Former FIFA president and member of the IOC, João Havelange, passed away last night at the age of 100.
João Havelange, using his membership of the Brazilian Confederation of Sports as a springboard, won the FIFA presidency in 1974 and held on until passing over the reins to Sepp Blatter in 1998. Havelange presided over the expansion of the FIFA World Cup from 16 teams to 32, increasing involvement from Asia, Africa, North America and Oceania and helping to make football the behemoth we all know and sometimes begrudgingly love today. Under his presidency, FIFA grew astronomically from a small cottage industry to a multinational conglomerate.
A qualified lawyer, Olympic swimmer and water polo player, Havelange will more likely be remembered for the corruption scandals that have engulfed his beloved FIFA since his terms in office. The immense growth of the game attracted big sponsors and massive TV deals, bringing along with it opportunities for corruption and backhanders.
Before its collapse in 2001, International Sports and Leisure (ISL) had specialised in buying and selling global sports rights for tournaments such as World Cups, business it had largely won through payments made to Havelange and his then son-in-law Ricardo Teixera. Han Joachim-Eckert’s report into the ISL case stated that Havelange and Teixera, although never officially breaking any Swiss laws, “as football officials, should not have accepted any bribe money, and should have had to pay it back since the money was in connection with the exploitation of media rights.” He followed up later to call – in more strongly worded terms – their conduct as “morally and ethically reproachable.” It was widely reported that Havelange and Teixera had pocketed £27million from dodgy deals with ISL, but when repayment was made, they were forced to return only a meagre £2.7million fraction.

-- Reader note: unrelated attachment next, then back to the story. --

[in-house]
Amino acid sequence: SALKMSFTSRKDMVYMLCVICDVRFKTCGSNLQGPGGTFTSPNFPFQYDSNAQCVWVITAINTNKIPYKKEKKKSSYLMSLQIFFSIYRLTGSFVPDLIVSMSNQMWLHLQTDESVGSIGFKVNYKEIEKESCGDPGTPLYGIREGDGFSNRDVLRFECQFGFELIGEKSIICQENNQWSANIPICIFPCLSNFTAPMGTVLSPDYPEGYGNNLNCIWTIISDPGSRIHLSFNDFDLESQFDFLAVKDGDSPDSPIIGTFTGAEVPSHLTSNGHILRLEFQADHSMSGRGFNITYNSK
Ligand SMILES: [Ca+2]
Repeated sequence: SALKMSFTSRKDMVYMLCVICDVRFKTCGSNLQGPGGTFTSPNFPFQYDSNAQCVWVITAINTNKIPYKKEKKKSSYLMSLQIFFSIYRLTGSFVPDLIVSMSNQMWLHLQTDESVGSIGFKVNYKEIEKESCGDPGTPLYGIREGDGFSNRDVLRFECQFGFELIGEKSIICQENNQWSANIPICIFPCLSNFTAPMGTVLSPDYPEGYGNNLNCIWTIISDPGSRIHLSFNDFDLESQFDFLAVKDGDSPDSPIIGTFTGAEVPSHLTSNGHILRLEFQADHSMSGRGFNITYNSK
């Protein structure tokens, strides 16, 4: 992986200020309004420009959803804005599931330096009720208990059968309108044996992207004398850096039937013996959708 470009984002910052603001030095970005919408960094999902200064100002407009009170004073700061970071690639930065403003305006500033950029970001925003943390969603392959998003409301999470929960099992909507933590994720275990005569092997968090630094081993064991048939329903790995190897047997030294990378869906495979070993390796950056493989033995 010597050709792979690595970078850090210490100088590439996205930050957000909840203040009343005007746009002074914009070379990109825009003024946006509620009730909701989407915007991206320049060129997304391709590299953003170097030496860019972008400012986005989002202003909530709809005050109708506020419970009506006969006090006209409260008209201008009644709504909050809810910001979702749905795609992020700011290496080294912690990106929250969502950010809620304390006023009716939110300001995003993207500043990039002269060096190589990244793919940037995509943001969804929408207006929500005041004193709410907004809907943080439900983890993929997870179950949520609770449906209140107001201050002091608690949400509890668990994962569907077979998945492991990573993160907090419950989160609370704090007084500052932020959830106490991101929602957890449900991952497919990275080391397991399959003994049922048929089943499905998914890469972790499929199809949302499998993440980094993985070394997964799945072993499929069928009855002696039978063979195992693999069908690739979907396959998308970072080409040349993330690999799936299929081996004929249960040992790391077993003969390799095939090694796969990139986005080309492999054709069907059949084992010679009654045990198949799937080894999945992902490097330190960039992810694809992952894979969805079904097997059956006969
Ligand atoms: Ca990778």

Havelange stepped down from his role as honorary president of FIFA in April 2013 following Joachim-Eckert’s investigation into bribery, citing health problems for his retirement, and never dealing with the allegations in public.
An undoubted visionary who grew world football into a truly global game, but whose reputation would never recover from the scandals of later life. Perhaps future generations will look more favourably on his record than the present.